THE CONFESSION OF A FALSE SOUL by Ilarie Voronca
Translated by Sue Boswell
Hats off to the random bookseller in Dubai who stuck this book on the Staff Picks shelf because Ilarie Voronca’s The Confession of a False Soul is one of the most delightfully bizarre books I’ve read in a long while. It’s the story of a lowly finance clerk who, having made little of his life, decides his soul is damaged and in need of replacement. Lucky for him, it’s wartime, and plenty of fresh souls - young, idealistic, valiant - are there for the taking. So off he goes to the clinic for a transplant. After a little haggling (a good soul’s expensive!), he decides on a young soldier who recently fell on the battlefield.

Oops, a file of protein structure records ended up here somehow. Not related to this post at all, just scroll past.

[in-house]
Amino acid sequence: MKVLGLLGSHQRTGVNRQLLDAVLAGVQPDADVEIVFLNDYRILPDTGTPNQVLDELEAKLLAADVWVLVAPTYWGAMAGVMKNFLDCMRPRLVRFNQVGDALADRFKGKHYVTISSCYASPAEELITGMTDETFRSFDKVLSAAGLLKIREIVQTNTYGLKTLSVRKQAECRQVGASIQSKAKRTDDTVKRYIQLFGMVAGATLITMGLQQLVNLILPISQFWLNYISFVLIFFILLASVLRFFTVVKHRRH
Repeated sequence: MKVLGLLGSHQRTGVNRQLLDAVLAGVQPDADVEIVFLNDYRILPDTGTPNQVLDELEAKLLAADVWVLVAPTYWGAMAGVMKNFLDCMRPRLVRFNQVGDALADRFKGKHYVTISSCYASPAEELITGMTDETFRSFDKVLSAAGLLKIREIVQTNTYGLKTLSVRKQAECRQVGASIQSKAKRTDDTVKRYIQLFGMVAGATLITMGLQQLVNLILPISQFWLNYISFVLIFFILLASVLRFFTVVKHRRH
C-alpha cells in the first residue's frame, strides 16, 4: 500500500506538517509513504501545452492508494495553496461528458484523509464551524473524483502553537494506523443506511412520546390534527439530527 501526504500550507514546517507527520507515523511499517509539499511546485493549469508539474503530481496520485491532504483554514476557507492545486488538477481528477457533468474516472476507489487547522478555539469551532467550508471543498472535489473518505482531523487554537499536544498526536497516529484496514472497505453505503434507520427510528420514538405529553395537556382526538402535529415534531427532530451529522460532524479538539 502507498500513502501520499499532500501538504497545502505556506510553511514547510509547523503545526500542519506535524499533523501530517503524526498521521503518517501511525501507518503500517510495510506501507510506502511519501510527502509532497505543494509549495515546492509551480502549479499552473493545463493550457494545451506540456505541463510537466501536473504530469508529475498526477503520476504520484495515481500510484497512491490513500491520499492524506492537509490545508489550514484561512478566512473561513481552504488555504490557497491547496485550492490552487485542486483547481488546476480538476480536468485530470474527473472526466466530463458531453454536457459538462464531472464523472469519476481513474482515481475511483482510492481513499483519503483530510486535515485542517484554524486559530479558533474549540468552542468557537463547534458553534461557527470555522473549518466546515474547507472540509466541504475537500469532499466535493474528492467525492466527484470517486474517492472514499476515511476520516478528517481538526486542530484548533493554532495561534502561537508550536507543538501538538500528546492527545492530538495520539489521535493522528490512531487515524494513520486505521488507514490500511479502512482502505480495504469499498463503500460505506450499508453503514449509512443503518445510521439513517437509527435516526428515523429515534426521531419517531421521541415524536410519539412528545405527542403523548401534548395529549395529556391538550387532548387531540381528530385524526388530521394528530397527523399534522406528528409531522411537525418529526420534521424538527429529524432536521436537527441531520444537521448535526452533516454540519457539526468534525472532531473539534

Voronca writes with such confidence that none of this seems remotely preposterous. It’s fun and funny, but also packs a philosophical punch. The clerk and his new soul duke it out over some great existential issues (mostly surrounding what constitutes a life meaningfully lived), their repartee witty and profound. Throw in a sweet love story and some pretty weird tangents – there’s a whole chapter on the greatness of garlic – and you’re left with an obscure but genuine little masterpiece of absurdist fiction.
The Confession of a False Soul by Ilarie Voronca (Tr. Sue Boswell)
Snuggly Books, 2021 (Orig. 1942)